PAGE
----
MICHAEL ANESKO (ed.) The Portrait of a Lady. By HENRY JAMES.

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Oxford University Press
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© The Author 2017. Published by Oxford University Press 2017; all rights reserved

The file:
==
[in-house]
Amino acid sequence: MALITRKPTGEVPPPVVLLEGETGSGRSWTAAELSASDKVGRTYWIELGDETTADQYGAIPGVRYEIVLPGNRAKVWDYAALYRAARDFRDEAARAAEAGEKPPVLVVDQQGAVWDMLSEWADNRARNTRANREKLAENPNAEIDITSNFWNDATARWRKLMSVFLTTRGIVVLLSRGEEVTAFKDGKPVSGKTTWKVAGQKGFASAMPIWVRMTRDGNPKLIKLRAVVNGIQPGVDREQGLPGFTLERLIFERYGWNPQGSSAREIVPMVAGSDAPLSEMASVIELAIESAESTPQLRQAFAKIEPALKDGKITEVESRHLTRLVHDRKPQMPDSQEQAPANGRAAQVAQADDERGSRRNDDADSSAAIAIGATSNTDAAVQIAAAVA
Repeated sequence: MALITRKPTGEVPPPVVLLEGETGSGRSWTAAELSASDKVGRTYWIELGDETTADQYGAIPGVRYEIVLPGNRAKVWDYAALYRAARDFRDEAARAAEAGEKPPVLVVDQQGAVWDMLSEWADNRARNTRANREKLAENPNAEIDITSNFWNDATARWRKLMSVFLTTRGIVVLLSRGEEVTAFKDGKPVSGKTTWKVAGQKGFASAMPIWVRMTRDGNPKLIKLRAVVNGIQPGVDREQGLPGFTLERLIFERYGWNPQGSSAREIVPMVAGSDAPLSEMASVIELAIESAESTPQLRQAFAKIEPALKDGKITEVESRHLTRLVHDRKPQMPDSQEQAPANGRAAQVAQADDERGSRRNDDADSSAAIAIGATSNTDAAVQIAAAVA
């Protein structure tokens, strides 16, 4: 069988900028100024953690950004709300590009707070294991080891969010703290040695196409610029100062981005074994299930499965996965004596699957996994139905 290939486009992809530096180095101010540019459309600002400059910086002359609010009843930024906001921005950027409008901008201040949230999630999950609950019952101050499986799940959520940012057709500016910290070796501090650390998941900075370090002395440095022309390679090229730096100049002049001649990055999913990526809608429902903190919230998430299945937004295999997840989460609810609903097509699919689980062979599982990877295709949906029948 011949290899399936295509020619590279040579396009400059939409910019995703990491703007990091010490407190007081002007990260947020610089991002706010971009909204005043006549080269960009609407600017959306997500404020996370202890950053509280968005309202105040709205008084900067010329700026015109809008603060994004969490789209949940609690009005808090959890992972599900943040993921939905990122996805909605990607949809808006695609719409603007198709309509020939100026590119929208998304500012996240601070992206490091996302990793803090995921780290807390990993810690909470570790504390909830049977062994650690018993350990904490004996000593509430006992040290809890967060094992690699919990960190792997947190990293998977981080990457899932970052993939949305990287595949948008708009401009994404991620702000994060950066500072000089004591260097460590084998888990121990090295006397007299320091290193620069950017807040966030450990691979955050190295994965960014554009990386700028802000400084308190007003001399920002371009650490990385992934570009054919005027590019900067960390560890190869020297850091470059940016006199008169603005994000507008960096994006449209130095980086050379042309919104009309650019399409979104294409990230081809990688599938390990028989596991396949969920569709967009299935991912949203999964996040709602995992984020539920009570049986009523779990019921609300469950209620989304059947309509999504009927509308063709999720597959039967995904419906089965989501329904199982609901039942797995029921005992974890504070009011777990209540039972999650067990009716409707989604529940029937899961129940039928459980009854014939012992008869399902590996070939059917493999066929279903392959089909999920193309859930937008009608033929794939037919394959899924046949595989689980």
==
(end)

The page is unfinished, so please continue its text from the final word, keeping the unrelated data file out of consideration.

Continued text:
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0034-6551
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Abstract